The kiss that I assume you are referring to is between Masha and Vershinin in Act IV. These characters have fallen in love with each other, even though they are both married to other people.
In Act II, Vershinin declares his love for Masha in a brief scene in which the two are alone onstage. The play is actually crowded with characters, and a two-person scene is not a very common occurrence in it. A few scenes later, in Act III, Masha declares to her sisters that she and Vershinin are in love with each other, much to her sisters' horror.
So, the kiss comes after all of this, not during. Vershinin is in the army and leaving in Act IV. He is saying goodbye to Masha and Olga and, in my stage directions, there is "a prolonged kiss" between Masha and Vershinin.
It is significant in these ways:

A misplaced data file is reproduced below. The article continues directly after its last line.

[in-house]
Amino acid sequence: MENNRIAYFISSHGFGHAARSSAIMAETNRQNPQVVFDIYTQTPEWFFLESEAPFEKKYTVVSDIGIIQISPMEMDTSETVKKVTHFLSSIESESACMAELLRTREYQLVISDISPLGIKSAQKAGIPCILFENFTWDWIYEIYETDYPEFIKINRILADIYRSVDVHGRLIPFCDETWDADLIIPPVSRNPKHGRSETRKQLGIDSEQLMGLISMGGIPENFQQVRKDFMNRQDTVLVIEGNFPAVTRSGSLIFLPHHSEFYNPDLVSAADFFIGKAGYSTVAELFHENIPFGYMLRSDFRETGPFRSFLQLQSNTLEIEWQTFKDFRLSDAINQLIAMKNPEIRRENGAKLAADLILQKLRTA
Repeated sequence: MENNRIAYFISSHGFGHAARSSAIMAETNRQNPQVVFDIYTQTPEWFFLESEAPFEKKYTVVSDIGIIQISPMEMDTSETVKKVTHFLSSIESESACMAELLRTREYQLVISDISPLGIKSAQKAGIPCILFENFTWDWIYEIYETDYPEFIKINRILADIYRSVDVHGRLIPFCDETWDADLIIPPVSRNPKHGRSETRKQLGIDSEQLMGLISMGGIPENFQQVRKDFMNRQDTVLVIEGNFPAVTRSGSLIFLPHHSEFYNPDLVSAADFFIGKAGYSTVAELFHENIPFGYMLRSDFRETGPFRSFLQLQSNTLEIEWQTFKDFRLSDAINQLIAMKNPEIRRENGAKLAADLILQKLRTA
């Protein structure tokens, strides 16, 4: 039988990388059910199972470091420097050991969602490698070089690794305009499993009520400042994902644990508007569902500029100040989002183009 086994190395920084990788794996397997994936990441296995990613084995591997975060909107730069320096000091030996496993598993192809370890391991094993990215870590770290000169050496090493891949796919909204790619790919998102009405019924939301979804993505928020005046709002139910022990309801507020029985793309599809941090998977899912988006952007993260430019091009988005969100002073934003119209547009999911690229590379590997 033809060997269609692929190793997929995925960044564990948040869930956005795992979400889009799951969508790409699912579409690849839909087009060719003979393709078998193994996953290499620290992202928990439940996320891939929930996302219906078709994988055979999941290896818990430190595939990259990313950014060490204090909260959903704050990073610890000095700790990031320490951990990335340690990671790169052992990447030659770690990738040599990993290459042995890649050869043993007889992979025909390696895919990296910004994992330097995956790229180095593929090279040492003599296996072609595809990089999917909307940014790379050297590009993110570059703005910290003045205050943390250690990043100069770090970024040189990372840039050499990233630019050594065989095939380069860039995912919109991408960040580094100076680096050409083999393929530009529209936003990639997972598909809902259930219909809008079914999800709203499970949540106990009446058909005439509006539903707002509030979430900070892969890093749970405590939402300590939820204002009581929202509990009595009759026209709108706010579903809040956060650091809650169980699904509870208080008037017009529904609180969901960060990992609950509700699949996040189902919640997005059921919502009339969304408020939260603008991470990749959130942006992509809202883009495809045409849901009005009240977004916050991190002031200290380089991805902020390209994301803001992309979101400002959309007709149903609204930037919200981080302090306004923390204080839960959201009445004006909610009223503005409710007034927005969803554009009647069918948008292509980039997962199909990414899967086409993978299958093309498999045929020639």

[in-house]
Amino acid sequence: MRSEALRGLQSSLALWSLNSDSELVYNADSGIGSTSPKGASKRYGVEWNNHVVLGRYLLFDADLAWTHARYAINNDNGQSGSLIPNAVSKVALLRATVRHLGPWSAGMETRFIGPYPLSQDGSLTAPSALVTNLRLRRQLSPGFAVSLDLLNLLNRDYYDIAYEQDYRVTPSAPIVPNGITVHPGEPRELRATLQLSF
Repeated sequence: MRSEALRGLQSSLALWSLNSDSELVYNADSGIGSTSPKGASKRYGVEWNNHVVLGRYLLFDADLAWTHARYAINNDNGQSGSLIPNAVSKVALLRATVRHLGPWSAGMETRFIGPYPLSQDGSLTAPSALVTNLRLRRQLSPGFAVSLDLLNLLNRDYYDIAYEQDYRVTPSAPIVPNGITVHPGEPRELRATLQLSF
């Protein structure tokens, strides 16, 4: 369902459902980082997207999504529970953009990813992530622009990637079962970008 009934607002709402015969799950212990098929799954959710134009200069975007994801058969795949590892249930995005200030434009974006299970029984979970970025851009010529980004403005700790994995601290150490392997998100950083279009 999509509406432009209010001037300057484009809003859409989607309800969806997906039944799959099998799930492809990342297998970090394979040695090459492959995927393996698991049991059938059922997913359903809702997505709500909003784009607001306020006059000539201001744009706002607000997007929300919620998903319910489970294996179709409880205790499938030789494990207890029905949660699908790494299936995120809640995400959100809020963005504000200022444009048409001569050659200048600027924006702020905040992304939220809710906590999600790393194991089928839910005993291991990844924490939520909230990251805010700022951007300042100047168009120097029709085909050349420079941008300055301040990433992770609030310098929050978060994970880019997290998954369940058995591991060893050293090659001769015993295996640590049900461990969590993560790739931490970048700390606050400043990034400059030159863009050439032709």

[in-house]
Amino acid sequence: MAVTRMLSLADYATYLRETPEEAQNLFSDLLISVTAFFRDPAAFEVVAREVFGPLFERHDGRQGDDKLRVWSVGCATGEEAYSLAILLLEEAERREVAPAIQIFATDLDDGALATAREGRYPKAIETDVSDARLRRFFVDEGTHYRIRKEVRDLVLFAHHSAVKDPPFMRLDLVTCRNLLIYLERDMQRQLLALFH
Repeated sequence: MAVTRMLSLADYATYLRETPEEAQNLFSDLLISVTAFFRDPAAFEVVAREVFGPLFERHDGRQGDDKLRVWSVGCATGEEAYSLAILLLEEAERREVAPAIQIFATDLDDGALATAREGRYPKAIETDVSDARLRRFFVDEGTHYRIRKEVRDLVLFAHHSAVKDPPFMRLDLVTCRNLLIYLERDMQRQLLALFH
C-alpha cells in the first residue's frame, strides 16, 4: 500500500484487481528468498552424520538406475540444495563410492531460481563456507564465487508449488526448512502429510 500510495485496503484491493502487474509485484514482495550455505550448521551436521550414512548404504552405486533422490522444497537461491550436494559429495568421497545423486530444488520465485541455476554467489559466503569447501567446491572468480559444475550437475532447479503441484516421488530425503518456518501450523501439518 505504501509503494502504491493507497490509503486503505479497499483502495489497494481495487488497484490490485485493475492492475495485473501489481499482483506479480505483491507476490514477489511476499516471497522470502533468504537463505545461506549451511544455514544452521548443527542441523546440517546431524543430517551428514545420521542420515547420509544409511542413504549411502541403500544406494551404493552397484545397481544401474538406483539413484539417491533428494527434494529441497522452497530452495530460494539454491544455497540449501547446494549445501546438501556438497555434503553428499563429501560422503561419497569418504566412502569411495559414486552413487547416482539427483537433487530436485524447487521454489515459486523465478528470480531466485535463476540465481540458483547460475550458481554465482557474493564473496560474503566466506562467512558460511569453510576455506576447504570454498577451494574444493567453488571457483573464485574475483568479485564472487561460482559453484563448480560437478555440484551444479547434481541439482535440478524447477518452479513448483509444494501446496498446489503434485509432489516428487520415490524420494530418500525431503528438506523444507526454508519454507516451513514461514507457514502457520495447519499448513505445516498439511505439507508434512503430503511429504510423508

- It comes not in a moment when they are alone onstage, but when Masha's sister Olga is also there.
- It does not signal the beginning of a love affair, but rather the ending of it. Vershinin will leave, and by his words to Masha, it seems clear that he does not intend to see her again.
- It is the only kiss that they share in the play.
Up until Vershinin's departure, it appears that Masha's affair with him has been purely intellectual and emotional. It is not until the affair is over that they share a kiss. This irony is at the heart of this action's importance.